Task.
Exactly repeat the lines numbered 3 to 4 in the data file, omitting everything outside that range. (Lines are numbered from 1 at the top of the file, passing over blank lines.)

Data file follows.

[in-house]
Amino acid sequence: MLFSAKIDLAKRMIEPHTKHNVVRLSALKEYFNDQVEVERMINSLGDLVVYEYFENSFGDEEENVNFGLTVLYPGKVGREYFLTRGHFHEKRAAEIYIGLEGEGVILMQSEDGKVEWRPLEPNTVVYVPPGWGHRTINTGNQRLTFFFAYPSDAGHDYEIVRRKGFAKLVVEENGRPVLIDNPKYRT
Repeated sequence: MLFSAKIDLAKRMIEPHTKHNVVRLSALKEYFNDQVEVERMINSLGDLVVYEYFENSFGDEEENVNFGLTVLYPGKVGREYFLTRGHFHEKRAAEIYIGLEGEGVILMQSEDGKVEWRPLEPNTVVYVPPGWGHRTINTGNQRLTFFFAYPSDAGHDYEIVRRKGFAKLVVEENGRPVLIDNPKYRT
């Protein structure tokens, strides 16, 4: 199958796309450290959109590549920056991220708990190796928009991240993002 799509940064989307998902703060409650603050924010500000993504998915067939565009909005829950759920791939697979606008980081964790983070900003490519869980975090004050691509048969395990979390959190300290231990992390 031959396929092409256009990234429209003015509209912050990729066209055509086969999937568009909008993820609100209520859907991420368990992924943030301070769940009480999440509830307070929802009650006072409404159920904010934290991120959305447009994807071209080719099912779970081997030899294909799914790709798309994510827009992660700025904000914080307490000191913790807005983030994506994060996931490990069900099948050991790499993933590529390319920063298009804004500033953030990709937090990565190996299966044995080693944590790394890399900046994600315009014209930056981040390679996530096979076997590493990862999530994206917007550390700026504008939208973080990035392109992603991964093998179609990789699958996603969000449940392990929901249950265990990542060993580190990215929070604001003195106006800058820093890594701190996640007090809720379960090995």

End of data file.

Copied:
Repeated sequence: MLFSAKIDLAKRMIEPHTKHNVVRLSALKEYFNDQVEVERMINSLGDLVVYEYFENSFGDEEENVNFGLTVLYPGKVGREYFLTRGHFHEKRAAEIYIGLEGEGVILMQSEDGKVEWRPLEPNTVVYVPPGWGHRTINTGNQRLTFFFAYPSDAGHDYEIVRRKGFAKLVVEENGRPVLIDNPKYRT
């Protein structure tokens, strides 16, 4: 199958796309450290959109590549920056991220708990190796928009991240993002 799509940064989307998902703060409650603050924010500000993504998915067939565009909005829950759920791939697979606008980081964790983070900003490519869980975090004050691509048969395990979390959190300290231990992390 031959396929092409256009990234429209003015509209912050990729066209055509086969999937568009909008993820609100209520859907991420368990992924943030301070769940009480999440509830307070929802009650006072409404159920904010934290991120959305447009994807071209080719099912779970081997030899294909799914790709798309994510827009992660700025904000914080307490000191913790807005983030994506994060996931490990069900099948050991790499993933590529390319920063298009804004500033953030990709937090990565190996299966044995080693944590790394890399900046994600315009014209930056981040390679996530096979076997590493990862999530994206917007550390700026504008939208973080990035392109992603991964093998179609990789699958996603969000449940392990929901249950265990990542060993580190990215929070604001003195106006800058820093890594701190996640007090809720379960090995």